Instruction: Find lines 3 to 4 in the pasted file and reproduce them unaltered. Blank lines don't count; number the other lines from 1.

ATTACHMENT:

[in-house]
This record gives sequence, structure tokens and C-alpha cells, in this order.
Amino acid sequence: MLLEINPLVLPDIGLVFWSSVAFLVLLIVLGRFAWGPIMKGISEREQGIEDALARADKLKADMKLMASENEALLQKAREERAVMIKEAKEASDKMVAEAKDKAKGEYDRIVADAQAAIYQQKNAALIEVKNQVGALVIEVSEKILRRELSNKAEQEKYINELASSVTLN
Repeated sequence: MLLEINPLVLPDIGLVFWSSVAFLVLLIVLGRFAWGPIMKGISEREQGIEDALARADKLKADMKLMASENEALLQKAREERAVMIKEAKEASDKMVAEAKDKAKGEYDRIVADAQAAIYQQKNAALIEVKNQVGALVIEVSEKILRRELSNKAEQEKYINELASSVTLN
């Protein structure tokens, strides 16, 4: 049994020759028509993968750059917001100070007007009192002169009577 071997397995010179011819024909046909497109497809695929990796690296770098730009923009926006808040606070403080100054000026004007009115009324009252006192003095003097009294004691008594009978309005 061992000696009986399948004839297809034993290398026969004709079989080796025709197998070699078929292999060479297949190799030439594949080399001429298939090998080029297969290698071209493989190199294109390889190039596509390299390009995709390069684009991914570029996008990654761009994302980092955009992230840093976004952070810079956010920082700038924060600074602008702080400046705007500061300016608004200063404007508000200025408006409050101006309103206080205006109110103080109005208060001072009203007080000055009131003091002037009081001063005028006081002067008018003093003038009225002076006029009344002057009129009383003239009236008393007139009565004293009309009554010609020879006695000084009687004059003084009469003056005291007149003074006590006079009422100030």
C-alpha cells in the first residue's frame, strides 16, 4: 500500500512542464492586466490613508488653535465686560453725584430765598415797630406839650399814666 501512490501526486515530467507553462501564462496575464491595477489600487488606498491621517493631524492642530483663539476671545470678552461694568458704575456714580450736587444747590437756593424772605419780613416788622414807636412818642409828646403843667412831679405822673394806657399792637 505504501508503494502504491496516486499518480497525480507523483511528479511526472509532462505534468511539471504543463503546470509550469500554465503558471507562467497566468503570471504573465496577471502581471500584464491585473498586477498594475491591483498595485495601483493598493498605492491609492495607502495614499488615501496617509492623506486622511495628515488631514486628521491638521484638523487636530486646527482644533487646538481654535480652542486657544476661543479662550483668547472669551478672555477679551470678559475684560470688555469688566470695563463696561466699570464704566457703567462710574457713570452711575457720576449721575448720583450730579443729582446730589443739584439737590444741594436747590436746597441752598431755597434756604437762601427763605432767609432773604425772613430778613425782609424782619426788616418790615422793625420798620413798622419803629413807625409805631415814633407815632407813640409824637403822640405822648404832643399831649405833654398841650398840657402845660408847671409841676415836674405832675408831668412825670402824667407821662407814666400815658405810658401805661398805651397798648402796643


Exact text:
Amino acid sequence: MLLEINPLVLPDIGLVFWSSVAFLVLLIVLGRFAWGPIMKGISEREQGIEDALARADKLKADMKLMASENEALLQKAREERAVMIKEAKEASDKMVAEAKDKAKGEYDRIVADAQAAIYQQKNAALIEVKNQVGALVIEVSEKILRRELSNKAEQEKYINELASSVTLN
Repeated sequence: MLLEINPLVLPDIGLVFWSSVAFLVLLIVLGRFAWGPIMKGISEREQGIEDALARADKLKADMKLMASENEALLQKAREERAVMIKEAKEASDKMVAEAKDKAKGEYDRIVADAQAAIYQQKNAALIEVKNQVGALVIEVSEKILRRELSNKAEQEKYINELASSVTLN